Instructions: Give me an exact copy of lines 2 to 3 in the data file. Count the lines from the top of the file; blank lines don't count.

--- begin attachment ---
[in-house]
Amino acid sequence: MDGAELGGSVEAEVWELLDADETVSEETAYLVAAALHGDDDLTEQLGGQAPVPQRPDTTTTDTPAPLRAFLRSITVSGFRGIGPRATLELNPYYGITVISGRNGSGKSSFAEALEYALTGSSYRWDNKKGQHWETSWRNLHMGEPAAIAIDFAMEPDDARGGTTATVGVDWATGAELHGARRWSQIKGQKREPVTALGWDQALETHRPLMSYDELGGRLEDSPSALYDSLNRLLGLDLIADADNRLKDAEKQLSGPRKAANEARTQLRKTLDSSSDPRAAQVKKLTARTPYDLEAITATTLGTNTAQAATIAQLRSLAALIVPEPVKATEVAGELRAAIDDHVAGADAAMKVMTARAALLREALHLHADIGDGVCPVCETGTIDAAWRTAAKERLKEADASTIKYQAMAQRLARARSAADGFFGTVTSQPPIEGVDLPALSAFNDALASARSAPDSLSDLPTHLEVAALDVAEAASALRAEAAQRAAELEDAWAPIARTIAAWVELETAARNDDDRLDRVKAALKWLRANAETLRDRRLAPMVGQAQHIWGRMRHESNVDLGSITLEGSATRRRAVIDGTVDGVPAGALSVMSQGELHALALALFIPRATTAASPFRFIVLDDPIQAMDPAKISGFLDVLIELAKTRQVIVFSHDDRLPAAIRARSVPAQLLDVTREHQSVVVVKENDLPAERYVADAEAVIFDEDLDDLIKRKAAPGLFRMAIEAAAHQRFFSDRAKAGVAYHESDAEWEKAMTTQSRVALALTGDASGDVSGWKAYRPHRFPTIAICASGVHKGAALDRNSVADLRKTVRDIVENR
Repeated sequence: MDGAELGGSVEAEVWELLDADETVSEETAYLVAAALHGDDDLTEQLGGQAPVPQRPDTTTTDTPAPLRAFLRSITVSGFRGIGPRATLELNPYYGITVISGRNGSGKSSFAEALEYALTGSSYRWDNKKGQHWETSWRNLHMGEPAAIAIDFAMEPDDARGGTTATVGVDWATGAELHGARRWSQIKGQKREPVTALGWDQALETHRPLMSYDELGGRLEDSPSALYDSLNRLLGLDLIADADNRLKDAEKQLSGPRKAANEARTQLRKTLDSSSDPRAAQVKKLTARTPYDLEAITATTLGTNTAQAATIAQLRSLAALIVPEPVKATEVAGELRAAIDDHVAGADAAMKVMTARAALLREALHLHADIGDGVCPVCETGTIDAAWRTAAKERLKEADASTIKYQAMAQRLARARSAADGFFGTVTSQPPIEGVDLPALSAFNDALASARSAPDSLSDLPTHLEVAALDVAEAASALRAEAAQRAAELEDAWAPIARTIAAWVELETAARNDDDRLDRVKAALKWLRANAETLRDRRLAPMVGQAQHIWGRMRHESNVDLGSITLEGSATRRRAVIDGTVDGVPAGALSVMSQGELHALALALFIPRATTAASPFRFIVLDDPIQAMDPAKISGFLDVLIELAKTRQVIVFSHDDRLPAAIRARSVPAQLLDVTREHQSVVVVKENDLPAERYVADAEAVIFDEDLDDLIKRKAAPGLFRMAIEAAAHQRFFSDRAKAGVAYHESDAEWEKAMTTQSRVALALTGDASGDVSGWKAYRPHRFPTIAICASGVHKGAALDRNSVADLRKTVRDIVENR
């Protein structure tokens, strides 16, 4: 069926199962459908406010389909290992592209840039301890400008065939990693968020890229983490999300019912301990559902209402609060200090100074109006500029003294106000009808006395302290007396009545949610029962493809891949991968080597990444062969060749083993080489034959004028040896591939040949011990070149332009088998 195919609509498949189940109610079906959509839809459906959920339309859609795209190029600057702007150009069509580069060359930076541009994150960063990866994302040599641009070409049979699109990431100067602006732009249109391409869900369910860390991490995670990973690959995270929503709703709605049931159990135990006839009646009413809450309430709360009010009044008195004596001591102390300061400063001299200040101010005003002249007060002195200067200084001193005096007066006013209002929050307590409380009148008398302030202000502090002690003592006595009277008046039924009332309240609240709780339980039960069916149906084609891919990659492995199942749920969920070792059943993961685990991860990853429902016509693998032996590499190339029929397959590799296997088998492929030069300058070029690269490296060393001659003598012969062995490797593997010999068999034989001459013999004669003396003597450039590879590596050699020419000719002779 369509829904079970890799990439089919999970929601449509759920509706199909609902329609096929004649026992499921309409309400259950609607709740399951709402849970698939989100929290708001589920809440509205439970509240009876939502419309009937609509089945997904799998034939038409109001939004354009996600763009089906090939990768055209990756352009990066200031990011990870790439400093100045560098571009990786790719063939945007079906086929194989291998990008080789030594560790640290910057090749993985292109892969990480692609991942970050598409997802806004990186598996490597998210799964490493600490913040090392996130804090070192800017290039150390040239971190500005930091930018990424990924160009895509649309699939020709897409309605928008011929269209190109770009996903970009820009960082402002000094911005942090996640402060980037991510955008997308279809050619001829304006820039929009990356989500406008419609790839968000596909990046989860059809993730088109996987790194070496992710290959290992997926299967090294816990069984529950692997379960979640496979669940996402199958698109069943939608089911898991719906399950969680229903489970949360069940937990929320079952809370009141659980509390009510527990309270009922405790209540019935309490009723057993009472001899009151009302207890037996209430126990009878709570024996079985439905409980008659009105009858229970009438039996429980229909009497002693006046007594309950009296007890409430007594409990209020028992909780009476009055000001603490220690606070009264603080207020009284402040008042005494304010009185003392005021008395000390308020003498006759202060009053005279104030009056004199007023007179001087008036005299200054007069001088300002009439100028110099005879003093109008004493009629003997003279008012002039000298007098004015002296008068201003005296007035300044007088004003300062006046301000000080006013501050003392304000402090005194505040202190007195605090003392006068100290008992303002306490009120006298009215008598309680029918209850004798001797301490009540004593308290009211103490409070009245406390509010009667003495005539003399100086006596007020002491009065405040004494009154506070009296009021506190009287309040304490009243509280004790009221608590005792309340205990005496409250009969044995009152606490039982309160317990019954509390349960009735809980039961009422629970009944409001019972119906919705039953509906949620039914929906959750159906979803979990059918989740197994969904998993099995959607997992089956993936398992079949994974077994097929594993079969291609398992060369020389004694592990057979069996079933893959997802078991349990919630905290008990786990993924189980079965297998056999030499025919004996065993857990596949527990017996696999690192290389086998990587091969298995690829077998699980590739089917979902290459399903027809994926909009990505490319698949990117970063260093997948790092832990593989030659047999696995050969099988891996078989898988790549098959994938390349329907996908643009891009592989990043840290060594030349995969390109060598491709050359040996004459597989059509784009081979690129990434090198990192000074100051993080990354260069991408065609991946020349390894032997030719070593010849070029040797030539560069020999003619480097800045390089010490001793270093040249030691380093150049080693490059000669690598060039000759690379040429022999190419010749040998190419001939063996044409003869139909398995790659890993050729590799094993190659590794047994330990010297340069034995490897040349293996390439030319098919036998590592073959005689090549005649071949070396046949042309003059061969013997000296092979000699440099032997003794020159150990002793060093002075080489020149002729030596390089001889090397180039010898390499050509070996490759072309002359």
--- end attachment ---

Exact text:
Amino acid sequence: MDGAELGGSVEAEVWELLDADETVSEETAYLVAAALHGDDDLTEQLGGQAPVPQRPDTTTTDTPAPLRAFLRSITVSGFRGIGPRATLELNPYYGITVISGRNGSGKSSFAEALEYALTGSSYRWDNKKGQHWETSWRNLHMGEPAAIAIDFAMEPDDARGGTTATVGVDWATGAELHGARRWSQIKGQKREPVTALGWDQALETHRPLMSYDELGGRLEDSPSALYDSLNRLLGLDLIADADNRLKDAEKQLSGPRKAANEARTQLRKTLDSSSDPRAAQVKKLTARTPYDLEAITATTLGTNTAQAATIAQLRSLAALIVPEPVKATEVAGELRAAIDDHVAGADAAMKVMTARAALLREALHLHADIGDGVCPVCETGTIDAAWRTAAKERLKEADASTIKYQAMAQRLARARSAADGFFGTVTSQPPIEGVDLPALSAFNDALASARSAPDSLSDLPTHLEVAALDVAEAASALRAEAAQRAAELEDAWAPIARTIAAWVELETAARNDDDRLDRVKAALKWLRANAETLRDRRLAPMVGQAQHIWGRMRHESNVDLGSITLEGSATRRRAVIDGTVDGVPAGALSVMSQGELHALALALFIPRATTAASPFRFIVLDDPIQAMDPAKISGFLDVLIELAKTRQVIVFSHDDRLPAAIRARSVPAQLLDVTREHQSVVVVKENDLPAERYVADAEAVIFDEDLDDLIKRKAAPGLFRMAIEAAAHQRFFSDRAKAGVAYHESDAEWEKAMTTQSRVALALTGDASGDVSGWKAYRPHRFPTIAICASGVHKGAALDRNSVADLRKTVRDIVENR
Repeated sequence: MDGAELGGSVEAEVWELLDADETVSEETAYLVAAALHGDDDLTEQLGGQAPVPQRPDTTTTDTPAPLRAFLRSITVSGFRGIGPRATLELNPYYGITVISGRNGSGKSSFAEALEYALTGSSYRWDNKKGQHWETSWRNLHMGEPAAIAIDFAMEPDDARGGTTATVGVDWATGAELHGARRWSQIKGQKREPVTALGWDQALETHRPLMSYDELGGRLEDSPSALYDSLNRLLGLDLIADADNRLKDAEKQLSGPRKAANEARTQLRKTLDSSSDPRAAQVKKLTARTPYDLEAITATTLGTNTAQAATIAQLRSLAALIVPEPVKATEVAGELRAAIDDHVAGADAAMKVMTARAALLREALHLHADIGDGVCPVCETGTIDAAWRTAAKERLKEADASTIKYQAMAQRLARARSAADGFFGTVTSQPPIEGVDLPALSAFNDALASARSAPDSLSDLPTHLEVAALDVAEAASALRAEAAQRAAELEDAWAPIARTIAAWVELETAARNDDDRLDRVKAALKWLRANAETLRDRRLAPMVGQAQHIWGRMRHESNVDLGSITLEGSATRRRAVIDGTVDGVPAGALSVMSQGELHALALALFIPRATTAASPFRFIVLDDPIQAMDPAKISGFLDVLIELAKTRQVIVFSHDDRLPAAIRARSVPAQLLDVTREHQSVVVVKENDLPAERYVADAEAVIFDEDLDDLIKRKAAPGLFRMAIEAAAHQRFFSDRAKAGVAYHESDAEWEKAMTTQSRVALALTGDASGDVSGWKAYRPHRFPTIAICASGVHKGAALDRNSVADLRKTVRDIVENR